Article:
Jeremy Thomas: Financing Indies in U.K. Tougher Than Ever

Oscar winner singled out India as a "sleeping giant" in indie space.

LONDON – Independent film financing in the U.K. is tougher than it has ever been, Oscar-winning auteur film producer Jeremy Thomas told a film financing confab Wednesday, arguing that the U.K. should rejoin pan-European co-production fund Eurimages to up its funding potential.

Thomas, producer of movies including Sexy Beast, The Last Emperor and Merry Christmas Mr. Lawrence said that a combination of technology, piracy and economic realities have permanently changed the way independent films are funded.

“Twenty years ago film was at the top of the pyramid and there wasn’t the same competition from brilliant television mini-series, the Internet or from social networking that there is today,” he said, speaking after he delivered the keynote at the fourth Film London Production Finance Market.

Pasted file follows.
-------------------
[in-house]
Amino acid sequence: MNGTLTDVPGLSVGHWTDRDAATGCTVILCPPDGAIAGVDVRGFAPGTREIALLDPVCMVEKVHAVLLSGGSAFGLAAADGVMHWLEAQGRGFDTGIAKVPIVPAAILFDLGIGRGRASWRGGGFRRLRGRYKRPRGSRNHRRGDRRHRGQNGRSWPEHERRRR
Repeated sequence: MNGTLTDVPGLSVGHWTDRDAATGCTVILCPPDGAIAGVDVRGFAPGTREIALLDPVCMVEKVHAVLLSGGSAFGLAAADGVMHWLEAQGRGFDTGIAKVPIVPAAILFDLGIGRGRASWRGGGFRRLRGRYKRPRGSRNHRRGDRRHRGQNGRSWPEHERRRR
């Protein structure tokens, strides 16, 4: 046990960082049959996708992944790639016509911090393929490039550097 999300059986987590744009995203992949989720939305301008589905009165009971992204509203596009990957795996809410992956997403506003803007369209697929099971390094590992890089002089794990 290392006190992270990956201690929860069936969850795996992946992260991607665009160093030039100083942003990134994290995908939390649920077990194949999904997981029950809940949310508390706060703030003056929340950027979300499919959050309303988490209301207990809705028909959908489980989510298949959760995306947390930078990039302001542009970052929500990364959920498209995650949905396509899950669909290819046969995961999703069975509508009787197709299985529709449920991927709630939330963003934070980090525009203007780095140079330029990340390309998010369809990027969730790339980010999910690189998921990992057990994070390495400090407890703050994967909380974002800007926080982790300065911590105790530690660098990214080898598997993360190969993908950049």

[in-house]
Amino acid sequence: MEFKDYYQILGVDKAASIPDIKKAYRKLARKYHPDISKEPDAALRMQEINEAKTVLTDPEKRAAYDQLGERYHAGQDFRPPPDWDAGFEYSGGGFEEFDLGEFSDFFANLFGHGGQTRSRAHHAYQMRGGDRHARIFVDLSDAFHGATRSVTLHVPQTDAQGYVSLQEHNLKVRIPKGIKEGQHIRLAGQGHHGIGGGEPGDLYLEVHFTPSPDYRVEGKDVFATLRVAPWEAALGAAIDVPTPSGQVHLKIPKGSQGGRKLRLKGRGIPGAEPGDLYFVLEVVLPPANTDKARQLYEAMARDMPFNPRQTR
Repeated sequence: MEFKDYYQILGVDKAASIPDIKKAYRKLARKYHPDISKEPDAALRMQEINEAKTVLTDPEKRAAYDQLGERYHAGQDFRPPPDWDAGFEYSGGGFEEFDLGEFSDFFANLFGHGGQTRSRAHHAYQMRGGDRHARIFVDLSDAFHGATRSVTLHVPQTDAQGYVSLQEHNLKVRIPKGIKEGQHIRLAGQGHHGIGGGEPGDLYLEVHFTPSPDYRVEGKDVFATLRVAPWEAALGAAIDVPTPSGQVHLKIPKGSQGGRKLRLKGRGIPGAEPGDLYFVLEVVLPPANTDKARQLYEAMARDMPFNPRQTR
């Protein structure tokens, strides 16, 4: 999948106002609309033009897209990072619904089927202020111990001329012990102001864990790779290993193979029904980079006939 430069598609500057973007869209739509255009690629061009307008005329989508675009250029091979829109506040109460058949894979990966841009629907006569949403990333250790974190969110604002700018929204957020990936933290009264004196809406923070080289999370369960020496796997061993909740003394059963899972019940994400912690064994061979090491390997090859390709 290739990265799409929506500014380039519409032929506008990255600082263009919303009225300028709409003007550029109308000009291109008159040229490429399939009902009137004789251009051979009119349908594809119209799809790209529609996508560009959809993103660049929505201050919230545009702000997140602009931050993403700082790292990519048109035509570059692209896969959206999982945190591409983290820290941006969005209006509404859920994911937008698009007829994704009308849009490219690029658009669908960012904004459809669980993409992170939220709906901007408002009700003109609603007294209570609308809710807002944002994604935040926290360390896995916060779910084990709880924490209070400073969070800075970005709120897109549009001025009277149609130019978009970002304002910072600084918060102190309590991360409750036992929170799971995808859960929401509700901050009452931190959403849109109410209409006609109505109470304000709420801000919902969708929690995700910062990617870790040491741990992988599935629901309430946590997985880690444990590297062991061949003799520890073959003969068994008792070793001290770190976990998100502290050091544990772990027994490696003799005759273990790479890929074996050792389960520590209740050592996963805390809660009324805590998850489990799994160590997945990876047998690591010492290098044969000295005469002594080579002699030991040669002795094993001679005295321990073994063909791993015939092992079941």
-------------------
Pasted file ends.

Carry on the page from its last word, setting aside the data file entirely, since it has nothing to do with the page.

A shrinking pool of pre-sales financing drying up, dwindling ancillary revenues, lower DVD sales and internet piracy had all contributed to less cash available to fund non-studio fare.
Emerging markets wealth funds emanating from regions like Abu Dhabi, Doha and the Gulf were more likely to devote their film investment into local production or mass-appeal Hollywood movies, he added.

But Thomas singled India out as a “sleeping giant” in independent film, with a history of art house directors like Satyiajit Ray as well as Bollywood bombast.

In his speech to assembled producers and financiers at the two-day PFM, Thomas was critical of the U.K. government’s decision to close off sources of film funding, pointing out that it made no sense when thousands of would-be film makers have studied and qualified with skills in the field.

"There's a lot of suffering in the U.K.," he said. "And it's the government's fault that they have invested a huge amount of money into education for cinema and created this illusion to the people. What we really need is resources for independent films."

Rejoining the Eurimages co-production fund -- after pulling out 14 years ago -- would give British independent producers a better shot at completing financing deals.

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